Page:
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August 14, 2022



Czech Labor Minister says lower housing benefits will drive down rents, experts say it will destroy social housing policy

31.5.2018 16:19
Czech Prime Minister Andrej Babiš (center) and other members of the acting Government visited the Ústecký Region on 14 May 2018 and toured buildings related to the disbursal of housing benefits and suspicion of trafficking in poverty located on Sklářská Street in the socially excluded locality of Předlice in Ústí nad Labem. (PHOTO:  ČTK)
Czech Prime Minister Andrej Babiš (center) and other members of the acting Government visited the Ústecký Region on 14 May 2018 and toured buildings related to the disbursal of housing benefits and suspicion of trafficking in poverty located on Sklářská Street in the socially excluded locality of Předlice in Ústí nad Labem. (PHOTO: ČTK)

The proposed reduction to housing benefits for families with four or more members and for persons in residential hotels, according to the acting Czech Labor Minister Němcová (ANO) will lead to a decline in the overpriced rents being charged where people in need live. Receiving less state support will reportedly not deteriorate or endanger the situations of people in need.

Němcová made the statement to the Czech News Agency (ČTK) last week. According to her, the proposed changes to welfare are meant to prevent the abuse of state money by dishonest landlords who charge disproportionate rents.

Experts in social issues have harshly criticized the proposals and called them a dangerous gamble. In their view, the number of homeless people could double after the benefits are reduced.

The Labor Ministry is proposing the changes in its amendments to the law on social support and to the law on aid to those in material distress. In its background documents from the Government, the ministry states that the legislation is meant to prevent the "overuse of welfare" to cover housing costs.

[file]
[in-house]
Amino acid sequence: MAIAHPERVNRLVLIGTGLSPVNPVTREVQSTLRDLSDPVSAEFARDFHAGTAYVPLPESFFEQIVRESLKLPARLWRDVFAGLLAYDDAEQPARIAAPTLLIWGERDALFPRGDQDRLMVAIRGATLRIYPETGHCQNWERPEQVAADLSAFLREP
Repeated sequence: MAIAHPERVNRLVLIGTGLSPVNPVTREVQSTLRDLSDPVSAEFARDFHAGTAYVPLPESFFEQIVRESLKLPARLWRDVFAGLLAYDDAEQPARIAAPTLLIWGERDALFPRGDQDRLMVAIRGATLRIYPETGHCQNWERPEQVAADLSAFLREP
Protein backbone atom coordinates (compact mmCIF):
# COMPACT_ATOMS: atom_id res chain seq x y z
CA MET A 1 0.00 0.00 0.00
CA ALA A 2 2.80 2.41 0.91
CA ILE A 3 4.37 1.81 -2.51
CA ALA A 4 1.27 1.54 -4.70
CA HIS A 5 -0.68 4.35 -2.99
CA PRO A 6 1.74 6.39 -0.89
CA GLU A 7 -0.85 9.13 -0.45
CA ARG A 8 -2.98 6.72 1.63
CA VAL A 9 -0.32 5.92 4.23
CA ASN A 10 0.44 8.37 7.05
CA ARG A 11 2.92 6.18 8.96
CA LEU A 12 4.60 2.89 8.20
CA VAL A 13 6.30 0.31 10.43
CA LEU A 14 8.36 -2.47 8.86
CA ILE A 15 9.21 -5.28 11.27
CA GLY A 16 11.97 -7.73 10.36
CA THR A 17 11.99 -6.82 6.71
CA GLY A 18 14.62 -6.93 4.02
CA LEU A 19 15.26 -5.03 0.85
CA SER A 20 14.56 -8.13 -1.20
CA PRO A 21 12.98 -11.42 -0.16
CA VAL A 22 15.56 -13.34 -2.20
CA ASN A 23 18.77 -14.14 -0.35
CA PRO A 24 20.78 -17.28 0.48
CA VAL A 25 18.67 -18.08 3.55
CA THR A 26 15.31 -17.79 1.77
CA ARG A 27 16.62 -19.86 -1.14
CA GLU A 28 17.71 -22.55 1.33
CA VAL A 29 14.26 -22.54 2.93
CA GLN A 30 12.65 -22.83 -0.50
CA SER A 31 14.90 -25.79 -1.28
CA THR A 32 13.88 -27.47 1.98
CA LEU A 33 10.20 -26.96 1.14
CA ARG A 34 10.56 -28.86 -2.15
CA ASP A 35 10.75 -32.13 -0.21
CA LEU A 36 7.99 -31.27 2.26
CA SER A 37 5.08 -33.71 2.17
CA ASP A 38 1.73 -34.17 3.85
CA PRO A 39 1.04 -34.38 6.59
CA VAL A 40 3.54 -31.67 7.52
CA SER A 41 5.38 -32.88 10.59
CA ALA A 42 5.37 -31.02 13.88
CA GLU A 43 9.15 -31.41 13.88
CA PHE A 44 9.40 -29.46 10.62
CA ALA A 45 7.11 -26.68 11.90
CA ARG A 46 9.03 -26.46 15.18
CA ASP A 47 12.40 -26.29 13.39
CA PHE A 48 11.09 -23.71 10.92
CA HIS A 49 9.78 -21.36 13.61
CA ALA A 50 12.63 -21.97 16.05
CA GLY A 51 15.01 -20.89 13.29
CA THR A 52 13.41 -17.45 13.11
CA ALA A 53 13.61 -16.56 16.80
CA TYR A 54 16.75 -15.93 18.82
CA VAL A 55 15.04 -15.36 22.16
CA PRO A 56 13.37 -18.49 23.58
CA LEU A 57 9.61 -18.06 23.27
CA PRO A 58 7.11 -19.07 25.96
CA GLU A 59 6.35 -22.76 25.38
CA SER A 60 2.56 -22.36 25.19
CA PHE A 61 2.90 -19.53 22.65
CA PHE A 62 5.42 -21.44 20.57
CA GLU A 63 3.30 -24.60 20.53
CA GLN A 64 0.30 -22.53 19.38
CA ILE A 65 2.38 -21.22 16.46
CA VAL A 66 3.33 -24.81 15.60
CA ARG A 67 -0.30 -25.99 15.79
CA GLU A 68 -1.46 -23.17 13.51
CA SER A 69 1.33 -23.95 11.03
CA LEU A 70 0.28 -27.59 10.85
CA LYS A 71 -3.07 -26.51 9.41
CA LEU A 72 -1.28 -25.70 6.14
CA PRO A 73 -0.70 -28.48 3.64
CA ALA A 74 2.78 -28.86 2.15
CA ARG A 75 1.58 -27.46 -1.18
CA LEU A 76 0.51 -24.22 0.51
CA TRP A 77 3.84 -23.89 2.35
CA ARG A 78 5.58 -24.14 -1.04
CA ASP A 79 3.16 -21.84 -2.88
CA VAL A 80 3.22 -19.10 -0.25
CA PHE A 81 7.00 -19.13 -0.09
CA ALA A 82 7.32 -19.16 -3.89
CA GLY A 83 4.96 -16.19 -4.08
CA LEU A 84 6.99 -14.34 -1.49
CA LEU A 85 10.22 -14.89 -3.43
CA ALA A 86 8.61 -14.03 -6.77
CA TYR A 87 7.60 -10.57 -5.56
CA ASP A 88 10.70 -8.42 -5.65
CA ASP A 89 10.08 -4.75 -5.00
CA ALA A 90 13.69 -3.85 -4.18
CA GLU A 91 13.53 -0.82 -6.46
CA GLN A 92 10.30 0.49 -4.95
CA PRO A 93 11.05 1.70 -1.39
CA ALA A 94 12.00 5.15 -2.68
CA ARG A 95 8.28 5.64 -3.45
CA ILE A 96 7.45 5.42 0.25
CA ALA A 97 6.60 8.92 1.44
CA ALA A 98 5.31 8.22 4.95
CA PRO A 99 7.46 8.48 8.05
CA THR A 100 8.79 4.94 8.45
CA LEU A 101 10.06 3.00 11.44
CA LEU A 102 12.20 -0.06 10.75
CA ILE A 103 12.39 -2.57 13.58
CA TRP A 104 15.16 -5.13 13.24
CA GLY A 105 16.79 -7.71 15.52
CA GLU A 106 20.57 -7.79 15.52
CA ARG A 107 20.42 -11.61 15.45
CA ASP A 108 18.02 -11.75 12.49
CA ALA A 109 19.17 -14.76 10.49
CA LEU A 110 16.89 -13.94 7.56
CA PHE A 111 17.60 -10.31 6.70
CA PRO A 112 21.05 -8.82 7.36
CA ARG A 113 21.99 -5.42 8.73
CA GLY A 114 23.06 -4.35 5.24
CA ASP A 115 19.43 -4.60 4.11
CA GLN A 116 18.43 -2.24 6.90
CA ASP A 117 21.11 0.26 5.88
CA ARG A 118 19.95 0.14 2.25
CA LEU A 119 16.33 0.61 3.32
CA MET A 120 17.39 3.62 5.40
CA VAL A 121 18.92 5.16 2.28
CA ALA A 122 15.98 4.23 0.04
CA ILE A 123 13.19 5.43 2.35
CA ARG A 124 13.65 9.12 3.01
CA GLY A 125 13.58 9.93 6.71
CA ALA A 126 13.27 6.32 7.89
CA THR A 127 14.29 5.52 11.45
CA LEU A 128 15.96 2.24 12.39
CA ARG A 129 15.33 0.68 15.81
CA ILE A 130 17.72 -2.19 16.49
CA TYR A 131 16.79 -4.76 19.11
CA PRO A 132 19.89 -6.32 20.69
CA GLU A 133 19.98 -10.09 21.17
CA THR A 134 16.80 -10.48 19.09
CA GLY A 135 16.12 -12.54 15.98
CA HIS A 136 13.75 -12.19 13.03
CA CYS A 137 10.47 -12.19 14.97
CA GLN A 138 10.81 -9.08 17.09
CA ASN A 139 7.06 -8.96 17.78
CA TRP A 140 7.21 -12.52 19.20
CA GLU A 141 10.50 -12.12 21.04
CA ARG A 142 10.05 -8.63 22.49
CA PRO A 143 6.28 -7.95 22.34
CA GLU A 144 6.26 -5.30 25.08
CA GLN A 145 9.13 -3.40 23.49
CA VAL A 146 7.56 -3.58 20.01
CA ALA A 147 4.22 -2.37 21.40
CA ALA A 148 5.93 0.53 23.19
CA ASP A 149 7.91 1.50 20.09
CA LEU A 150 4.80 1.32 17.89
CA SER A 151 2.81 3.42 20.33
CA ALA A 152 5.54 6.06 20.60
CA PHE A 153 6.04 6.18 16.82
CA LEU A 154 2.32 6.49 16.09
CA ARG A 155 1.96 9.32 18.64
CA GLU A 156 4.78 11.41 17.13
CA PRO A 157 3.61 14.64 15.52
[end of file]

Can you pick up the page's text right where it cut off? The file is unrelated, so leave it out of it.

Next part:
The acting Government, in its program, counts on revising the welfare system. "These changes come from a specific investigation in the regions into these problematic localities and from an analysis of who is drawing these benefits today," the minister told ČTK.

The Labor Minister also said she did not want to wait for the law on social housing to be adopted, or for the planned combination of the two different kinds of housing benefits into one to take effect. The "housing bonus" and the "housing contribution" are based on the normative standard costs for adequate housing, which are determined annually by the Government according to the size of an accommodation unit, the number of persons in the household, and prices.

As of next year, the normative standard used to calculate housing benefits for families with four or more members should be reduced for rental housing by between CZK 2 600 and CZK 3 100 (EUR 100 - 120), while the normative standard for those who who own property, including cooperatively, should be reduced by approximately CZK 2 360 [EUR 90]. People living in residential hotels would have benefits calculated on the basis of half of the normative instead of 80 % of the normative standard, as is currently the case.

"We have not reduced the housing contribution for large families, we have capped it per household... For the housing bonus per apartment unit there is no longer the exception that CZK 9 800 [EUR 380] can be drawn for a one-room unit in a residential hotel, we have capped the price per single room," the minister told the wire service.